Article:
Is it Ok to Give my Toddler Holiday Treats?
Let’s be honest—it’s pretty fun to watch the expression on a toddler’s face when they taste something sweet – especially during the holidays. Joy and delight are two words that come to mind—and there’s good reason! They taste really good! Not to worry--your little one isn’t going to suddenly turn into a cookie monster the second sugar hits their lips, but it’s important to be aware of how many treats they are eating.
Sweet tastes are familiar at birth. In fact, research shows that we have an innate preference for sweet, even starting in the womb (amniotic fluid is sweet)! Little ones experience relaxation and calmness after tasting something sweet, so it’s no wonder that they trigger positive reactions. Cute smiles aside, feeding a toddler super sweet foods to early or too often can lead to a strong preference for sweets, and desire for a more intense sweetness in foods.
BEFORE 24 MONTHS
It’s not recommended to offer daily treats or desserts with added sugar until at least 24 months (birthday cake is the exception – c’mon, I’m a realist too). Serving homemade “sweets” made without added sugar— perhaps something sweetened with fruit or one of Baby Gourmet’s unsweetened fruit or veggie pouches instead can be a nice alternative to dessert, and just as tasty!
The thing is, once toddlers taste the deliciousness that is a super sweet dessert, they experience a pleasure response in their brain, which includes the release of “happy hormones” (like dopamine), and, not surprisingly, they’ll crave that same feeling again and again. Who wouldn’t?! And once they make that association between a sweet food and that wonderful, fuzzy feeling, they’ll want to keep going back for more!
Recipe: Apple and Banana Mini “cupcakes”
2 cups rolled oats
1 tsp cinnamon
1 tsp baking powder
3 ripe bananas, mashed (or 3 Baby Gourmet fruit and Veggie Pouches)
2 peeled, grated apples
1 cup plain yogurt
2 tbsp coconut oil
2 tsp vanilla
- Preheat oven to 375° Line mini muffin tin with paper or silicon liners
- In a large bowl, combine oats, cinnamon, baking powder and salt.
- In a second bowl, mix together banana, apple, yogurt, coconut oil and vanilla.
- Mix the wet and dry ingredients together.
- Transfer mixture to prepared mini muffin tins.
- Bake until golden brown on top. Cool, serve and freeze leftovers!
AFTER 24 MONTHS
It’s ok to introduce the odd treat or dessert after your toddler’s second birthday. Treats will likely be a part of your child’s life no matter what—whether it’s during the holidays, at birthday parties, or at friend or family member’s houses. You can’t really avoid them… nor should you! The keys are to introduce them at the right time, manage them in a healthy way, and teach your toddlers to eat them mindfully long-term.
Randomly offer sweet foods when it makes sense to you and for your family—perhaps once or twice a week, after a family meal, or maybe alongside a healthy snack, for no particular reason. Don’t make them a big deal and try not to restrict them too much either—this could trigger the "get it in while you can" mentality. You don’t want your toddler "saving up" for, or expecting treats, nor do you want them associating treats with a particular day, time, or meal.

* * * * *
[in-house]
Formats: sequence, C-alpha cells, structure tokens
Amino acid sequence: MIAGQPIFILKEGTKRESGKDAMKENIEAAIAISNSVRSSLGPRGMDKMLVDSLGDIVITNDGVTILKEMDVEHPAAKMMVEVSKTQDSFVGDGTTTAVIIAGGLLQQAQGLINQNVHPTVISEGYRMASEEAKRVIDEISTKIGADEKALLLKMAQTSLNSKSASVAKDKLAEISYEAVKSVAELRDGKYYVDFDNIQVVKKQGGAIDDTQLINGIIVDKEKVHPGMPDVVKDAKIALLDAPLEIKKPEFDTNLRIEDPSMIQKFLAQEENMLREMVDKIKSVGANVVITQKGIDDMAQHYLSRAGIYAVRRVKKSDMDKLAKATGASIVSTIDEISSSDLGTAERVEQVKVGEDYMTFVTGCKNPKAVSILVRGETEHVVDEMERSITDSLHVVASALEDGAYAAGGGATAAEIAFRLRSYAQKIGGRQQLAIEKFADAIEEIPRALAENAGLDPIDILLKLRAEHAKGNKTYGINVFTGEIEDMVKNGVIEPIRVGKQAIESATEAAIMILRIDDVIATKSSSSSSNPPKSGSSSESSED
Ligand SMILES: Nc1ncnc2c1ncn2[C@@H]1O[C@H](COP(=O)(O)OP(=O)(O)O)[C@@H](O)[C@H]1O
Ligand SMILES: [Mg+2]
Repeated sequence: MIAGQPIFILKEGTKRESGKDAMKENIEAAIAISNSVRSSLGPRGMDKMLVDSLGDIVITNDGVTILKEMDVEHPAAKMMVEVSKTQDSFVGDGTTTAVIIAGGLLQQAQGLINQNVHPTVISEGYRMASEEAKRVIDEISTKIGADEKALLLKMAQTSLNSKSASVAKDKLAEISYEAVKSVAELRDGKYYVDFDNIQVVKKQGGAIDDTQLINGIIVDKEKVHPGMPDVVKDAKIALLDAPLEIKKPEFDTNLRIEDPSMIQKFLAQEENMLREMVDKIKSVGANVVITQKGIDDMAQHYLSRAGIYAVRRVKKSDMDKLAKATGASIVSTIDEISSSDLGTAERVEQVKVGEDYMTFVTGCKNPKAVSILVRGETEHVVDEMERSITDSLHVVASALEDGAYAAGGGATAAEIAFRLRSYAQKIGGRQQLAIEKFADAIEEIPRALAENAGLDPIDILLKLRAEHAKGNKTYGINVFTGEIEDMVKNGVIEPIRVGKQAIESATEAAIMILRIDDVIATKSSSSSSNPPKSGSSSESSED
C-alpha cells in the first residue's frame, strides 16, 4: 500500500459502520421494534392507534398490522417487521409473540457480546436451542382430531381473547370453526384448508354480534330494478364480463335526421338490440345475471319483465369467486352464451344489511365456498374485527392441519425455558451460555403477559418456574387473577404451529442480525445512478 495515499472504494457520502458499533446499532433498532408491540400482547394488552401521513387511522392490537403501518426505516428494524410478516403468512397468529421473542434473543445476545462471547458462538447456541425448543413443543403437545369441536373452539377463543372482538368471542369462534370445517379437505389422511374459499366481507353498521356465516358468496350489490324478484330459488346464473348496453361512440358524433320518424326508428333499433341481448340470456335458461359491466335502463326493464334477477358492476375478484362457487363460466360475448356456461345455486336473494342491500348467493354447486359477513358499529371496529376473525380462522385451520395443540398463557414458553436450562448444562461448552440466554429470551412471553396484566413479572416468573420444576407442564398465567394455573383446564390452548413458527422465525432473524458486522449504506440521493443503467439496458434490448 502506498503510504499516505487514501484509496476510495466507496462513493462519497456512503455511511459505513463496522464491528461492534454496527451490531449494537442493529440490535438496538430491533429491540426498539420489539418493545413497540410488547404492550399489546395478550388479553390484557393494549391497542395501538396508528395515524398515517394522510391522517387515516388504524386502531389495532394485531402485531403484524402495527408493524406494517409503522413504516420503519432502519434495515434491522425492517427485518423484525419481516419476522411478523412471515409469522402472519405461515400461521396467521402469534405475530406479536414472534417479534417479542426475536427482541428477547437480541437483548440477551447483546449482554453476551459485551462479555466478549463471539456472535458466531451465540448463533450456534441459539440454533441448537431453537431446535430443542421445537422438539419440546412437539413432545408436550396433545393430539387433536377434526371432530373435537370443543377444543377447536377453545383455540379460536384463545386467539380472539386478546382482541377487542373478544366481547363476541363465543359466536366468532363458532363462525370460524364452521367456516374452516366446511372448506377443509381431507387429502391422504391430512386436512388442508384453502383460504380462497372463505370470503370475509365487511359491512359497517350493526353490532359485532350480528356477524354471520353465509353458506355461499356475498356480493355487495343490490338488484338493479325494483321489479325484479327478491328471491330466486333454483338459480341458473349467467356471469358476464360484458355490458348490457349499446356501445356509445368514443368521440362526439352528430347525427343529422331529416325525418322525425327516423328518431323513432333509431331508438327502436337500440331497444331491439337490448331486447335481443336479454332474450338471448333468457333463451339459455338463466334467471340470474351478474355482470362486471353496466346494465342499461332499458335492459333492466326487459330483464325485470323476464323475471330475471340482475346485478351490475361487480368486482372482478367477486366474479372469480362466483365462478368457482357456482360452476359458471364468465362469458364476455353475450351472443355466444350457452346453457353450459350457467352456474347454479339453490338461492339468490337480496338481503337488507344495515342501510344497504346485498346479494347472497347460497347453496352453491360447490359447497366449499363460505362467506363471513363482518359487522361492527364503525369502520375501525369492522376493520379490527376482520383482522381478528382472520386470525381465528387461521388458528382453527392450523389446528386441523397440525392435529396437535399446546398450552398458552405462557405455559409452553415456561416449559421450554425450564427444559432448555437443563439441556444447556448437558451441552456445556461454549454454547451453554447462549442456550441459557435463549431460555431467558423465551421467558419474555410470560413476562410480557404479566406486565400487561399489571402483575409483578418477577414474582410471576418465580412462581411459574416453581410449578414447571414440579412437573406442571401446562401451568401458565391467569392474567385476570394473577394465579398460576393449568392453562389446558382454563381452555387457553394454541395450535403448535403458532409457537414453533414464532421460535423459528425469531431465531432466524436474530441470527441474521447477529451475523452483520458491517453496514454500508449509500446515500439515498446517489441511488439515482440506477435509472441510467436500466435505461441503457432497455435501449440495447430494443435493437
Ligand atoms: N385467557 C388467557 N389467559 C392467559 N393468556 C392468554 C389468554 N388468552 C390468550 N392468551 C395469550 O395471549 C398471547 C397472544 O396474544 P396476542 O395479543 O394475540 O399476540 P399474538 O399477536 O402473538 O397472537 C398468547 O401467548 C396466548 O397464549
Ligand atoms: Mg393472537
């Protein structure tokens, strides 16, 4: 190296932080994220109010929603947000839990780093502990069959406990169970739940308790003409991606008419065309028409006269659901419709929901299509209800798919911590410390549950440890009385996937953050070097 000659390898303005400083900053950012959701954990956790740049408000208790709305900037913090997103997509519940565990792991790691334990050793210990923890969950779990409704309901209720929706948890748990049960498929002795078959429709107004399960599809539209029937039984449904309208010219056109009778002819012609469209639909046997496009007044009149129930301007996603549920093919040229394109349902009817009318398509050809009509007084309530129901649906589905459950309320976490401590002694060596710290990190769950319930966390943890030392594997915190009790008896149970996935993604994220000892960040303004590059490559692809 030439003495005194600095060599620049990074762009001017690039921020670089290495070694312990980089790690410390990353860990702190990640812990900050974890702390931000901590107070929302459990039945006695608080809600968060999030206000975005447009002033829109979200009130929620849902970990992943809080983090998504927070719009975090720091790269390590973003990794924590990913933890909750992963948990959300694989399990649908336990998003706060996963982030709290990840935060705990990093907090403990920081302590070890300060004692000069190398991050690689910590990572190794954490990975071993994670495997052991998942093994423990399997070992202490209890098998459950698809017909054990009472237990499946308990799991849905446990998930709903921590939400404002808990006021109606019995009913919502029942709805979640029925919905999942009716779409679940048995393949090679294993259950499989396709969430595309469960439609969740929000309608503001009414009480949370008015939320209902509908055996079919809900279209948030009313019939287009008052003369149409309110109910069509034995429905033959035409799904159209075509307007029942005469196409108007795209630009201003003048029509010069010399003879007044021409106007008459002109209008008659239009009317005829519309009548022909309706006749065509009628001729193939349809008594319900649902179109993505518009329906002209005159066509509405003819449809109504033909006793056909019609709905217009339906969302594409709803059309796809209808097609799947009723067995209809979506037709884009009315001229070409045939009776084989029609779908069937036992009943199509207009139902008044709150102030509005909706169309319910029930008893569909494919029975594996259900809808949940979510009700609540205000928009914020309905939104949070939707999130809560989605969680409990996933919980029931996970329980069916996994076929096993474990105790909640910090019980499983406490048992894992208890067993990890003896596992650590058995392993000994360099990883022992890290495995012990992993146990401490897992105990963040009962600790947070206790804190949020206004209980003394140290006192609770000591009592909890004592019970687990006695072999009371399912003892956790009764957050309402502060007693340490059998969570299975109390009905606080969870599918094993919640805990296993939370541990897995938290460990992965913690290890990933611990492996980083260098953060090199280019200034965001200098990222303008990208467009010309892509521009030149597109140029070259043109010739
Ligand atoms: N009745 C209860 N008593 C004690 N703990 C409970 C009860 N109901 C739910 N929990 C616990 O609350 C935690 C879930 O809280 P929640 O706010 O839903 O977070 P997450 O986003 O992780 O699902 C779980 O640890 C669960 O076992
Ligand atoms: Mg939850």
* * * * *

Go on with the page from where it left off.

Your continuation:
Personally, I don’t often offer dessert after a meal – instead I make it really random (maybe a treat is offered mid-day as part of a snack, WITH a meal, or sometimes after a meal. I’ve done this on purpose- I don’t want to make an association with mealtimes and dessert, so that my kids expect it every night. Instead, it’s a surprise and treat when it happens, and it doesn’t affect their intake of food otherwise.
Don’t use treats as a reward or bribe:
Try not to bribe your toddler with treats (“If you’re good in the grocery store, you can have a cookie”) or use treats as a reward (“you were such a good boy at the doctor, would you like a cookie?”). This only increases their desirability and appeal. Much the same, rewarding your toddler with dessert foods because they ate their veggies at dinner is clearly communicating that veggies are to be avoided and desserts are to be desired. This may work VERY well short term (and trust us, we know how tempting it is to use this strategy), but long term, you’re not doing your toddler any favors.
When you stay calm and matter-of-fact when serving and talking about treats and desserts, it puts them on a level playing field with other foods, and takes the excitement down a notch. Treats shouldn’t be used as a reward or bribe, and they should be served with no strings attached.
Decide on an amount that feels right:
There’s no hard and fast rule about how often or how much — this is family-dependent. As mentioned, I suggest serving desserts occasionally, at various times, and without much warning, so that there’s no “saving up” or rushing through the meal to get to it quicker. It’s important that nutrient-dense, whole foods fill precious tummy space first and foremost, and treats are the fun add-on. As the parent, you’re in charge of the meal, snack and treat timing, so without saying too much, you can orchestrate when treats are offered based on how you feel your toddler has eaten otherwise.
In my house, I offer three to four “fun foods” (treats) a week, randomly and without strings attached. Sometimes it’s after dinner, sometimes it’s part of afternoon snack, and occasionally I even serve a small portion with a meal. We don’t make a big deal of them!